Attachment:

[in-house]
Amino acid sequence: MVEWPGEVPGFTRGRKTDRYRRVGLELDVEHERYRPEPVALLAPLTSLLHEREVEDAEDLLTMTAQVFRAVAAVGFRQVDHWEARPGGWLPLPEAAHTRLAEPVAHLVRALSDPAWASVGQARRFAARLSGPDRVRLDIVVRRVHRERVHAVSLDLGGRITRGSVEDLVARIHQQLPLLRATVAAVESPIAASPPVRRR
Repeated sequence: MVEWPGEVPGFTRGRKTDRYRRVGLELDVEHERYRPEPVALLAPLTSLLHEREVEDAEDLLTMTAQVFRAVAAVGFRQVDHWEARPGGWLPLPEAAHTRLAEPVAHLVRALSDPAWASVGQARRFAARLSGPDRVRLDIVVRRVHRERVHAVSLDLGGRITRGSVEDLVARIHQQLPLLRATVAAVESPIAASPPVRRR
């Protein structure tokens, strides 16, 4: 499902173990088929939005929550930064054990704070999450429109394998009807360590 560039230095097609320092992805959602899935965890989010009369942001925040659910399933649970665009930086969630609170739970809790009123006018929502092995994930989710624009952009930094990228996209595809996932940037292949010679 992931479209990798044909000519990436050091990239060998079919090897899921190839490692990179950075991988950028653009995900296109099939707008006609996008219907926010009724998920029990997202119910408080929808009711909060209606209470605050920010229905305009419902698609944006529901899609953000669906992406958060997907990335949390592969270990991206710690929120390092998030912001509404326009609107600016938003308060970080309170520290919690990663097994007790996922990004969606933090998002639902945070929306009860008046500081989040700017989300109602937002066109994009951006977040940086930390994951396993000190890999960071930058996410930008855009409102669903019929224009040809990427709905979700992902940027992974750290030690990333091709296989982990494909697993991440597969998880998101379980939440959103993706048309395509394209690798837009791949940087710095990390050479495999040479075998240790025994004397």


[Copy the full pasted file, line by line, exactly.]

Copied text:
[in-house]
Amino acid sequence: MVEWPGEVPGFTRGRKTDRYRRVGLELDVEHERYRPEPVALLAPLTSLLHEREVEDAEDLLTMTAQVFRAVAAVGFRQVDHWEARPGGWLPLPEAAHTRLAEPVAHLVRALSDPAWASVGQARRFAARLSGPDRVRLDIVVRRVHRERVHAVSLDLGGRITRGSVEDLVARIHQQLPLLRATVAAVESPIAASPPVRRR
Repeated sequence: MVEWPGEVPGFTRGRKTDRYRRVGLELDVEHERYRPEPVALLAPLTSLLHEREVEDAEDLLTMTAQVFRAVAAVGFRQVDHWEARPGGWLPLPEAAHTRLAEPVAHLVRALSDPAWASVGQARRFAARLSGPDRVRLDIVVRRVHRERVHAVSLDLGGRITRGSVEDLVARIHQQLPLLRATVAAVESPIAASPPVRRR
């Protein structure tokens, strides 16, 4: 499902173990088929939005929550930064054990704070999450429109394998009807360590 560039230095097609320092992805959602899935965890989010009369942001925040659910399933649970665009930086969630609170739970809790009123006018929502092995994930989710624009952009930094990228996209595809996932940037292949010679 992931479209990798044909000519990436050091990239060998079919090897899921190839490692990179950075991988950028653009995900296109099939707008006609996008219907926010009724998920029990997202119910408080929808009711909060209606209470605050920010229905305009419902698609944006529901899609953000669906992406958060997907990335949390592969270990991206710690929120390092998030912001509404326009609107600016938003308060970080309170520290919690990663097994007790996922990004969606933090998002639902945070929306009860008046500081989040700017989300109602937002066109994009951006977040940086930390994951396993000190890999960071930058996410930008855009409102669903019929224009040809990427709905979700992902940027992974750290030690990333091709296989982990494909697993991440597969998880998101379980939440959103993706048309395509394209690798837009791949940087710095990390050479495999040479075998240790025994004397």